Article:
Friday, December 21, 2018

New Faux Piling for our Piling Tank

One of our tanks in the aquarium represents how animals and algae can grow even on human-made substances, such as pilings under piers. While this is true, our current “piling” is made of wood and could be misinterpreted to represent creosote-treated wood pilings.

Creosote is a substance comprised of over 300 chemicals that are used to preserve the wood (read: protect it from decay, insects, etc.). There have been many efforts to remove and replace all creosote-treated wood from the water due to its terrible environmental effects. The preservative is toxic to organisms that ingest it or even live in its proximity.

 When the waves and salt water break down the wood, small pieces of debris containing the creosote can be ingested by the animals living around it. Additionally, the chemicals in creosote are even more likely to leach into the water when exposed to ultraviolet light (i.e. sunshine).

Many organizations, including the Washington Department of Natural Resources, have made large efforts to remove all creosote-treated wood from the ocean. The Puget Sound Partnership was launched in 2007 with the mission of cleaning up the Puget Sound by 2020. The PSP’s Action Plan includes creosote removal because of its adverse effects on the environment.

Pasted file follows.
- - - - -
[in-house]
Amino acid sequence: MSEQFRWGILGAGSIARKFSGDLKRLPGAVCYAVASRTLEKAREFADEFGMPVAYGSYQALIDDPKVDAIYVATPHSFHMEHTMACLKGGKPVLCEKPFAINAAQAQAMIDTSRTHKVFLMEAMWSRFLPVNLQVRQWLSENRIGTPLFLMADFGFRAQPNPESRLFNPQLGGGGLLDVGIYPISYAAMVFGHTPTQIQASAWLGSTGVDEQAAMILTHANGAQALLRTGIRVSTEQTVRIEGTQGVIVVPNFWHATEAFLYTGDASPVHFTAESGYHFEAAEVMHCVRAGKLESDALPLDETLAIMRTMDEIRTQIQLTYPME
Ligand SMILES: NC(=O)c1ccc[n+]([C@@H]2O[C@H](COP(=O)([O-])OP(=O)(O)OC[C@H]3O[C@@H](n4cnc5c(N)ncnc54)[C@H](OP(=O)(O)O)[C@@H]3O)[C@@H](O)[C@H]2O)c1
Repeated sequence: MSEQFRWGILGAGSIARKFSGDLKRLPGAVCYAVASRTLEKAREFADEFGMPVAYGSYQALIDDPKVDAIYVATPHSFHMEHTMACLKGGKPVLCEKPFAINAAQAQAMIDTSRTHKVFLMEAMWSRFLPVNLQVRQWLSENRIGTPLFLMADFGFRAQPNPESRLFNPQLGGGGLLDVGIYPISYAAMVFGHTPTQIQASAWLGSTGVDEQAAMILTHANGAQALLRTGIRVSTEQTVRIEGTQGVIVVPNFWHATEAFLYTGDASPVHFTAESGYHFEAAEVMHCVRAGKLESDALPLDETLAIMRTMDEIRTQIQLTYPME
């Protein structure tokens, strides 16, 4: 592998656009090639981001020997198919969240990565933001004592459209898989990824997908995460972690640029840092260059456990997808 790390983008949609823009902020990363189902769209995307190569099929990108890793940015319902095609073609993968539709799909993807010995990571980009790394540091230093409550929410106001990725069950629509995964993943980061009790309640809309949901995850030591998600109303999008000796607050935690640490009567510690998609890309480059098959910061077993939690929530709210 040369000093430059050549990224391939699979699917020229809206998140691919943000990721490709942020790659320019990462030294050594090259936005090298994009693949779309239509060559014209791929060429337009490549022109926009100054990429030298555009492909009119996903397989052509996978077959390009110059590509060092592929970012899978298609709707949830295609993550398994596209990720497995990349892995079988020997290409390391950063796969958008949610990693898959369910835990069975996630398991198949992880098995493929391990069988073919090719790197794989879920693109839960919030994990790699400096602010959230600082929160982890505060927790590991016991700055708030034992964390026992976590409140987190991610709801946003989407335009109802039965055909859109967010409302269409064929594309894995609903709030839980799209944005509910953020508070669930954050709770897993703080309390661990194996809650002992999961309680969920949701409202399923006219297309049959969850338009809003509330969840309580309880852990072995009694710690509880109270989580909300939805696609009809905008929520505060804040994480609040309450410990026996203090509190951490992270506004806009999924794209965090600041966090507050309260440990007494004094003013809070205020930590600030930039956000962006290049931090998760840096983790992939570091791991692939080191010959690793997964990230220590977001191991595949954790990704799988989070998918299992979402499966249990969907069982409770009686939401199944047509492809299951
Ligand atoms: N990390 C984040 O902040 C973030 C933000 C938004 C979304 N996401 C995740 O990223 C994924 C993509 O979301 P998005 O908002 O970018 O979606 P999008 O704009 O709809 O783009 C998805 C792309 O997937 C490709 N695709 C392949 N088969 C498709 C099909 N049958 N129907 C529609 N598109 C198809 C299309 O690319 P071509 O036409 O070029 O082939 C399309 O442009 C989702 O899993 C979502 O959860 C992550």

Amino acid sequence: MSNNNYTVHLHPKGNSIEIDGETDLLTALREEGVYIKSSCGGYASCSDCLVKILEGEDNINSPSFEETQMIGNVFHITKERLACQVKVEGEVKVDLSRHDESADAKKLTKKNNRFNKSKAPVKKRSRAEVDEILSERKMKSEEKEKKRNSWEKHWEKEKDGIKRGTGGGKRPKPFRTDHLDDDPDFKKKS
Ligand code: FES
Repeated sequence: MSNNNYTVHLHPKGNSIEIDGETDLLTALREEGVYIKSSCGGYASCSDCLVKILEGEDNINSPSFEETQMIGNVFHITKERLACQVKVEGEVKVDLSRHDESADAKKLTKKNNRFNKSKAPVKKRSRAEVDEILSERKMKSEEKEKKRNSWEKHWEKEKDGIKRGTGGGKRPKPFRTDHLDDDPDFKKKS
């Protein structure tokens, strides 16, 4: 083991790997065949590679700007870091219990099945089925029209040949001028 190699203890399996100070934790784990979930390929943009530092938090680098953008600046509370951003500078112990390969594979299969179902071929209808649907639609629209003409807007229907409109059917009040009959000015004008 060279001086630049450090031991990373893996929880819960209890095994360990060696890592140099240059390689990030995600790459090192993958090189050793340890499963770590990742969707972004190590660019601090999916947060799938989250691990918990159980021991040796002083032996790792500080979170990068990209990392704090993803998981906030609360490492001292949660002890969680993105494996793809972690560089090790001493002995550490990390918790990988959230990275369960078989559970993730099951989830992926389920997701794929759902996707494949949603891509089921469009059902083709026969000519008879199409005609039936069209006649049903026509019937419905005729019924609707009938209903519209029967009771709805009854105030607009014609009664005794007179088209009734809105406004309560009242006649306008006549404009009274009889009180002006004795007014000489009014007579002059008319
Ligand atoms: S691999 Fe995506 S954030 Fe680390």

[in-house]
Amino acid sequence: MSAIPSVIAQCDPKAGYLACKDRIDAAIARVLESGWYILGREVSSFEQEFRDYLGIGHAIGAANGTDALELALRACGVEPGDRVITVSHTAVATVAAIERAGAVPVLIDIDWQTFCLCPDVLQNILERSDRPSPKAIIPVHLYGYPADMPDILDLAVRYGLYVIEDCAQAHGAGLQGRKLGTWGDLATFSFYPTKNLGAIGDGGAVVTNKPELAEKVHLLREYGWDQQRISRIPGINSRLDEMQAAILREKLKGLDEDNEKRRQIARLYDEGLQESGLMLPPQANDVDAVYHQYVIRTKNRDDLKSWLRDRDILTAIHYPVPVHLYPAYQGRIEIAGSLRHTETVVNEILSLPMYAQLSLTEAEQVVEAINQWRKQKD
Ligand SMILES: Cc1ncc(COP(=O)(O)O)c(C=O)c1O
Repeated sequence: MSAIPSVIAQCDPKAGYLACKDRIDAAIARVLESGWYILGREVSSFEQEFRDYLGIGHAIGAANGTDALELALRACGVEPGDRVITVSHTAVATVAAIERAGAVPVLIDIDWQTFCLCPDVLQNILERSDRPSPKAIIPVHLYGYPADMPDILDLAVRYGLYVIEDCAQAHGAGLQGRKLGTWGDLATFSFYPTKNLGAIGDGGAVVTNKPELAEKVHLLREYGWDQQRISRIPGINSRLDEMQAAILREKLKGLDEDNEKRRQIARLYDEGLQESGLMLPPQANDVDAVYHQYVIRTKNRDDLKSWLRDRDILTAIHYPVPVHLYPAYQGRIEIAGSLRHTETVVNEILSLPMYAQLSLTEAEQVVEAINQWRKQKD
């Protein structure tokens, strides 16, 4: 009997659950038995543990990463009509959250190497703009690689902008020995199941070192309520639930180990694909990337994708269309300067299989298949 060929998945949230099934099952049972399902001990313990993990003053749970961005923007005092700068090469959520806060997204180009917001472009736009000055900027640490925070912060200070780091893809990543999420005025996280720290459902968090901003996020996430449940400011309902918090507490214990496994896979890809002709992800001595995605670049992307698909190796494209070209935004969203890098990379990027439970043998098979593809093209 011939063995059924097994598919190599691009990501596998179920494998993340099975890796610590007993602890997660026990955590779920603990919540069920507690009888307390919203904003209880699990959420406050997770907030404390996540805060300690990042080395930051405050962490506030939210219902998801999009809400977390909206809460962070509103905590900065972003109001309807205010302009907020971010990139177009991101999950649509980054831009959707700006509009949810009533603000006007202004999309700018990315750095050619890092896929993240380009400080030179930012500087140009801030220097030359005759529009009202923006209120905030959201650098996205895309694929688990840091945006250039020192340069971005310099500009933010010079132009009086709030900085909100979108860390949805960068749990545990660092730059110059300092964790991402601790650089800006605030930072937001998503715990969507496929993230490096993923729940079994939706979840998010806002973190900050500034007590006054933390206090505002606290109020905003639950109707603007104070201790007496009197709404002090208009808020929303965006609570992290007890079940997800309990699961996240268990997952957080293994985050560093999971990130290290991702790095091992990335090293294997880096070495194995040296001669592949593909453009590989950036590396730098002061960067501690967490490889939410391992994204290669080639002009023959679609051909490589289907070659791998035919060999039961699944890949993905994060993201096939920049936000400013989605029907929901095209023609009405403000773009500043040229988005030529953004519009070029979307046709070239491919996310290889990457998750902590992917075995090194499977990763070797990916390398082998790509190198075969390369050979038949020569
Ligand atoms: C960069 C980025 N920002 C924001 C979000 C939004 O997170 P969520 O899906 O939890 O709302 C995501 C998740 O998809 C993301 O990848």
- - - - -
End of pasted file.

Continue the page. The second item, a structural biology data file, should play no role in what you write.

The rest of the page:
Here at the Port Townsend Marine Science Center, the wood piling in our Aquarium is, of course, not treated with creosote. However, it is slowly starting to break down, and we would like to showcase a piling that is not harmful to the wildlife, has the appropriate pH, and supports the natural animal life that would occur in our Salish Sea.
Marley, AmeriCorps member, and Ali, PTMSC Aquarist,
with the new piling before it was lowered into the water. 

After a lot of research on the best method and recipe, we cooked up our own piling that we hope will fulfill our requirements! The cylinder is a mix of crushed oyster shells, concrete, and foam. We added the foam so that the faux piling would be a maneuverable weight, while still being negatively buoyant to sit on the bottom of the tank without floating.

 After curing for a couple of days, we tied it off the side of the pier to hang in the water. This will allow it to finish curing and maybe start growing some new small organisms before we place it into the tank. It will hopefully go into the tank in early spring!

If you see a wood piling or a piece of wood that you suspect may be treated with creosote, you can report it using the MyCoast Washington website or phone app! Check it out here.

Written by Marley Loomis, Americorps Aquarium Educator

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